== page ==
While the price of organic celery has seemingly stabilized, other favorite vegetables for the traditional Thanksgiving feast are in tight supply with few bargains anticipated for the holiday period.
With Thanksgiving falling on November 28 – the latest day that it can be – it could have been anticipated that the transition of organic vegetable supplies from coastal California to the desert regions of the West might have been well on its way and supplies sufficient to meet demand. But that isn’t the case. Warmer than typical early fall weather caused the production in the coastal regions to limp to the finish line, while a late summer rain in the desert delayed the start of the winter deal on some fields.
Mark Crossgrove, vice president of sales for The Nunes Company
Mark Crossgrove, vice president of sales for The Nunes Company, said the transition to desert production for the organic crops would start in earnest about the third week of November, but supplies of many of the core commodities would be light and high priced through the Thanksgiving pull. The company’s early November bi-weekly supply report was littered with a “moderate to light supplies” characterization or similar language for many of its vegetable items. “Significantly light supplies” was used for the discussion of broccoli, while “very light supplies for the next few weeks” was the terminology employed to talk about cauliflower.
Joe Eisinger, director of organic buying and sales at Nathel & Nathel Inc., on the Hunts Point Terminal Market in New York City, confirmed that “broccoli, cauliflower and romaine hearts are very tight right now.”
Shippers in the western winter organic vegetable deal have told him that the transition is running behind schedule and it will be right around Thanksgiving before supplies approach the volume necessary to fill demand. For East Coast companies like Nathel & Nathel, that will make it difficult to match supplies with demand for the November holiday. “I will start stocking up on the hardware items like potatoes and onions two weeks out,” he said, noting that the vegetable shipments will have to be ordered during the week of November 18, which will be before the transition is completed.
Joe Eisinger, director of organic buying and sales at Nathel & Nathel Inc.
On November 5, Eisinger was still sourcing from coastal California but said supplies of most organic vegetables were very tight and so prices were high. He said he was finding sufficient supplies of organic potatoes and sweet potatoes – both Thanksgiving favorites – but they were also priced relatively high.
The U.SA. Market News Report of that day confirmed this with organic broccoli crowns near a $50 f.o.b. price, cauliflower trading mostly near $40 f.o.b. and romaine in the $30 neighborhood. Organic iceberg lettuce was a relative bargain in the low $20s f.o.b. Organic sweet potatoes from California were in the $60 range for a 40-pound carton.
Eisinger said that by early December, organic vegetable supplies should be coming from both Mexico and the western deserts, so he is anticipating that f.o.b. markets for the Christmas pull will be more conducive to promotions.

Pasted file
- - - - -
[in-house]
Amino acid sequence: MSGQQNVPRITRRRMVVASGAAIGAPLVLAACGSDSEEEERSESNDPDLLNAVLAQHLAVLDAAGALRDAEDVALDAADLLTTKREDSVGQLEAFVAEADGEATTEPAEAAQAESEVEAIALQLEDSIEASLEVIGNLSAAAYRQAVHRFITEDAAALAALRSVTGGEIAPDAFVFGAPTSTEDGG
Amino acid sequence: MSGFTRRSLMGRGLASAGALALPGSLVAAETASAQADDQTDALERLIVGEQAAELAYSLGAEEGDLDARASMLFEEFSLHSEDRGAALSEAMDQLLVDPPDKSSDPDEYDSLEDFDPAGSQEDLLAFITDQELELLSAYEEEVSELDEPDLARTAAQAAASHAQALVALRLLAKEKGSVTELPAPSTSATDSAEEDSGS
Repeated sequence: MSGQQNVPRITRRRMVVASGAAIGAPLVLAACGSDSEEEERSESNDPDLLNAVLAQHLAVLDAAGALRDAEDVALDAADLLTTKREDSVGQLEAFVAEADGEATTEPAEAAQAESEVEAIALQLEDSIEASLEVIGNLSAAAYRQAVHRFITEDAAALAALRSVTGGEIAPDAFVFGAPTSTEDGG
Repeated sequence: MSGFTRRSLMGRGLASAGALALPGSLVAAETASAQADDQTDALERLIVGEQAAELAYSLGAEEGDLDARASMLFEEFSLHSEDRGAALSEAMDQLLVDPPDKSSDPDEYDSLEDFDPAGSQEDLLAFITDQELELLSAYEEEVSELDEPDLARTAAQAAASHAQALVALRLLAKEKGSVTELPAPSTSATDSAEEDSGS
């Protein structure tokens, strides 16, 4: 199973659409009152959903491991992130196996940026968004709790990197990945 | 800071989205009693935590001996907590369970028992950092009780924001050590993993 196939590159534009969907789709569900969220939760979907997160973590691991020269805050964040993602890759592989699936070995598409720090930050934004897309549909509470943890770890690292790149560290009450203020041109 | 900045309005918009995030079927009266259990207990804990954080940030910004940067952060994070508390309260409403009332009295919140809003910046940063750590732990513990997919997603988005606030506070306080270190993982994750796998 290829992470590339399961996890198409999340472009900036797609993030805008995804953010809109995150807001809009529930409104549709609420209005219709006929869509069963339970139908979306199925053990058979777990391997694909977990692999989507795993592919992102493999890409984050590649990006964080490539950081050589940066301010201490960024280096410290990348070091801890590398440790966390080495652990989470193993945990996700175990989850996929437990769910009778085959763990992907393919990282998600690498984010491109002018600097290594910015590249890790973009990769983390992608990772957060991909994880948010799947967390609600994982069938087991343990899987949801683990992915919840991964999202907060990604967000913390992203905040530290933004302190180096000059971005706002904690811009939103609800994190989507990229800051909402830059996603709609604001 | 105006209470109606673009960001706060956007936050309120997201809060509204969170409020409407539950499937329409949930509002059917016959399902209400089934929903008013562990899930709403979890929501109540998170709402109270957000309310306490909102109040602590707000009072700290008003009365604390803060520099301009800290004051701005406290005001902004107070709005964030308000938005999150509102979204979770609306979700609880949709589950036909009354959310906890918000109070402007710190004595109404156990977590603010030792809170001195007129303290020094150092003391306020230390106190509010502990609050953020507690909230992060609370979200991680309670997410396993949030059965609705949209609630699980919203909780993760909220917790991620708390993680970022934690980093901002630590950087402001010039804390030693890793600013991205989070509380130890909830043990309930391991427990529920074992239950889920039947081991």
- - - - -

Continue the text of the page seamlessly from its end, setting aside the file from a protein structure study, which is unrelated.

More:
Also weighing in on the organic vegetable supplies for late November was Brian Peixoto, sales manager for Lakeside Organic Gardens, Watsonville, CA. “Thanksgiving is going to be interesting this year for sure,” he said. “All shippers are nervous as most customers are trying to lock in low pricing.”
Brian Peixoto, sales manager for Lakeside Organic Gardens
He noted that celery, broccoli, cauliflower, and romaine prices are volatile with shippers reluctant to commit to specific volume or pricing at this point. “We gave one of our customers a price on Italian parsley for the holiday pull and they laughed at us! They laughed! But it’s okay. We appreciate the long-term partners who want to win at this organic game with us. We are working with our customers who are picking up at our cooler 50 weeks a year to make sure they will have supply to match their Thanksgiving demand.”
He said the company’s longtime customers understand that the prices are going to be high this year. “The weather has been crazy. Hot, cold, freezing, boiling lava, then back to cold again….and that was just last week!”
Peixoto acknowledged that Yuma is experiencing some delays due to the September rainstorm back in September which washed out a lot of early plantings. “We're not affected, as we are growing in the Imperial Valley and expecting a great transition in the first week of December,” he said.
While the organic vegetable market has become largely a separate entity from conventional supplies and pricing, it is nonetheless important to note that the transition to the winter deal on the conventional side is equally challenging this year. Crossgrove of The Nunes Company said the firm’s four to five week fall deal in Huron in the San Joaquin Valley has helped the company bridge the gap between Salinas and its Yuma, AZ, fields.
Conventional iceberg lettuce dominates production in Huron but over the last decade a number of shippers have skipped that deal and instead have tried to stretch out their summer deals and go straight to the desert in November. This year that strategy has not been as successful because of the late desert start.